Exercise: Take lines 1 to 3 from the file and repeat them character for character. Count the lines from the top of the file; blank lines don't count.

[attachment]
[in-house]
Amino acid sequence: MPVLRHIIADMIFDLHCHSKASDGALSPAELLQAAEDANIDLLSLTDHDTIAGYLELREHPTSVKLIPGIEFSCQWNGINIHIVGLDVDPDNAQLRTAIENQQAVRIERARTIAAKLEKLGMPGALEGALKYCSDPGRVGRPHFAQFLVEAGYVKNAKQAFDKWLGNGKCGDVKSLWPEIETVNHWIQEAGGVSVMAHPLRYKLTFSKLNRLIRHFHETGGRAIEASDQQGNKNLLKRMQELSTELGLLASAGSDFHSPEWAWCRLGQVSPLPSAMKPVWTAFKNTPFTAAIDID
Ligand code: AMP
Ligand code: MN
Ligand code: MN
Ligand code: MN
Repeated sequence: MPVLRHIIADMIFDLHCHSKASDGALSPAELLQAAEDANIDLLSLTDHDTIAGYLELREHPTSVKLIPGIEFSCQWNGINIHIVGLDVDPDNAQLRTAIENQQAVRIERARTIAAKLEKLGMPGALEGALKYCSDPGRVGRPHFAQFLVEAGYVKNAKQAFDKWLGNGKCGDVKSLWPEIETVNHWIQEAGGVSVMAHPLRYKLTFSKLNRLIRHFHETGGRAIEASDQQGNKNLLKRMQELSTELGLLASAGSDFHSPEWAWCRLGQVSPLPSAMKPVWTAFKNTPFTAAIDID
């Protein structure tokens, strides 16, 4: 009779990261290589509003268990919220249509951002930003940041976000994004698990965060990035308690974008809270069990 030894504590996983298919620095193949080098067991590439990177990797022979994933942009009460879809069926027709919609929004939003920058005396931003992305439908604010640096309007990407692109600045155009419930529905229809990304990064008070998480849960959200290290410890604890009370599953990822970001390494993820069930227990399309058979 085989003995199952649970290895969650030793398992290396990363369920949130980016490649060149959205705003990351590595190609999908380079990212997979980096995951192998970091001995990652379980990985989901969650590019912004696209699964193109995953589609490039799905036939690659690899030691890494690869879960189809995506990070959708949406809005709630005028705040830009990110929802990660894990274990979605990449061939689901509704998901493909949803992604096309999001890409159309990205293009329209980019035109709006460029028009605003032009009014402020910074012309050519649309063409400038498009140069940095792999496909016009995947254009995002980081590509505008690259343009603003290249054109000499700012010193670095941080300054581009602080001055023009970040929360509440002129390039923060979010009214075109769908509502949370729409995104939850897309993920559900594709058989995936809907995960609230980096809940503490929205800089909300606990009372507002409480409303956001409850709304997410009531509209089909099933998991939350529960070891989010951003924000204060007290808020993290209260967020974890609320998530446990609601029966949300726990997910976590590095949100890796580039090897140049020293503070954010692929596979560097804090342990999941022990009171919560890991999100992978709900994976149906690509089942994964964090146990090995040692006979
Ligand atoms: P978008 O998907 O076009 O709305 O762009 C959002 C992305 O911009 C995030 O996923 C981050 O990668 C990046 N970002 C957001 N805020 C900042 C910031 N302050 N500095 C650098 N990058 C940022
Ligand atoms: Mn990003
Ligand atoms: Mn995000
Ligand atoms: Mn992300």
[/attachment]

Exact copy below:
[in-house]
Amino acid sequence: MPVLRHIIADMIFDLHCHSKASDGALSPAELLQAAEDANIDLLSLTDHDTIAGYLELREHPTSVKLIPGIEFSCQWNGINIHIVGLDVDPDNAQLRTAIENQQAVRIERARTIAAKLEKLGMPGALEGALKYCSDPGRVGRPHFAQFLVEAGYVKNAKQAFDKWLGNGKCGDVKSLWPEIETVNHWIQEAGGVSVMAHPLRYKLTFSKLNRLIRHFHETGGRAIEASDQQGNKNLLKRMQELSTELGLLASAGSDFHSPEWAWCRLGQVSPLPSAMKPVWTAFKNTPFTAAIDID
Ligand code: AMP